Once Annual Conference has concluded and you get back to the office, your selection process for business partners will continue. Consistency is key. Be sure to ask the same questions and require the same information from each business partner you consider. The following is a list of information you should collect as you do due diligence when selecting a product or service provider.
1. Interview potential business partners. Ask trusted partners or employees to sit in on initial phone calls and meetings to point out any blind spots you may have. Often, your office management staff or paralegals most frequently deal with business partners. It’s important to have buy-in from them and other influencers before you commit to a new business partner relationship. Consider these topics:
a. Is the business partner willing to invest in frequent research to best align products and services with your organization’s changing needs? Do they think creatively to help your organization become more effective? A business partner needs to be aligned with your long-term interests.
b. Ask about the financial solvency of the business partner. If they are willing to give you a copy of their latest financial statements, even better. There are dozens of stories about companies that abruptly close their doors, leaving their clients without a vital service or product.
c. Ask about their company history. Get bios of management and key personnel.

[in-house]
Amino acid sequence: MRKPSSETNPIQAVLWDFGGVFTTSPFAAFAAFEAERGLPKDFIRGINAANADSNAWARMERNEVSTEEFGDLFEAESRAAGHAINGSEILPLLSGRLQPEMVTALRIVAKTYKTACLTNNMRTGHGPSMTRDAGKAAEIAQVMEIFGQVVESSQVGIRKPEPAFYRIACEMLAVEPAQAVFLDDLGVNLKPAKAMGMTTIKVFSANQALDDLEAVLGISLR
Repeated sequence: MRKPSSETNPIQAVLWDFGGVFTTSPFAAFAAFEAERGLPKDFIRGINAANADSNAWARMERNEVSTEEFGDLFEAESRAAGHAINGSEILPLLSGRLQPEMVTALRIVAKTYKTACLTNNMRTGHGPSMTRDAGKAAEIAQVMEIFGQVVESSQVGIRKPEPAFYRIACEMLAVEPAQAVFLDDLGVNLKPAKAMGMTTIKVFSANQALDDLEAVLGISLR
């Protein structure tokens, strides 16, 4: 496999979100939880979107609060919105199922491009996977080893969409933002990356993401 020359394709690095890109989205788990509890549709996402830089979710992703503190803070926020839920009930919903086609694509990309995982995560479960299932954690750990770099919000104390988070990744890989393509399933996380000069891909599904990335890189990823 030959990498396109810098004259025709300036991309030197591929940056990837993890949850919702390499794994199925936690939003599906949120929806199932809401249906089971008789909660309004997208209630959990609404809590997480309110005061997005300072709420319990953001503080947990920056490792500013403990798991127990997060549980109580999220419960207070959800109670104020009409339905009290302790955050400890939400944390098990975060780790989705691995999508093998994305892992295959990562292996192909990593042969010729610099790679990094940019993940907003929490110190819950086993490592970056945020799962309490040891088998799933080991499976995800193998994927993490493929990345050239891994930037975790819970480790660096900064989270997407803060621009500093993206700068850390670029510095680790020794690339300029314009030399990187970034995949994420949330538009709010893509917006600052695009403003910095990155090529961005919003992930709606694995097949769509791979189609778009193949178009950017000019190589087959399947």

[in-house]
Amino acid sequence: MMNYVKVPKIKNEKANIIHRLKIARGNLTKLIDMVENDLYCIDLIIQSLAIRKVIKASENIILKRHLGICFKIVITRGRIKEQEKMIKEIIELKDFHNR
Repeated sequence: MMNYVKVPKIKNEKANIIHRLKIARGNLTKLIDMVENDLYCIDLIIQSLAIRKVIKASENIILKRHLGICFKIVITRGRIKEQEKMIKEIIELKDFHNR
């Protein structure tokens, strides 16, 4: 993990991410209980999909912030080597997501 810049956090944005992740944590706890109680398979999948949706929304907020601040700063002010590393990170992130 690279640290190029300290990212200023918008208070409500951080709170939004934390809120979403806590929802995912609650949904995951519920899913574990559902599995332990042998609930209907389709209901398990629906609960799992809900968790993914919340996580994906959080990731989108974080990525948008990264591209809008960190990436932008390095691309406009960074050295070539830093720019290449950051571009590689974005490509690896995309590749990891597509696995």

d. Discuss their ability to deliver expected levels of service and the personnel and tools they have in place.
e. Does the company have a data breach policy? Do they have data privacy policies and/or conduct training for employees with access to your data?
2. Interview references. Develop a list of questions to ask of each reference so you will have a comprehensive data pool and a truer idea of the quality of the business partner. The more references you can find, the better off you will be.
3. Tour the business partner’s facility if possible.
4. Research complaint history. If you find something troubling in online reviews or elsewhere, ask questions.
5. Verify the business partner’s insurance. Ensure they carry adequate limits.
6. Obtain a current copy of their business license or official business certification from their local jurisdiction.
7. Review the contract. Are the terms, renewal/notification requirements, required service levels, etc. agreeable to you and your organization?
Due diligence will vary, and you will need to decide what is reasonable for your organization. One way of being reasonable is to conduct due diligence proportionate to the business partner’s perceived risk. The greater the risk, the more diligence should be conducted. Additionally, it’s not enough to perform diligence only during the initial vetting period. Remaining diligent throughout the relationship, especially with your critical business partners, is necessary to avoid getting blindsided down the road.
ABOUT THE AUTHOR
Katie Bryant, CLM, serves as the Chair of ALA’s Business Partner Relations Project Team. She is the Executive Director of Udall Shumway PLC in Mesa, Arizona.Email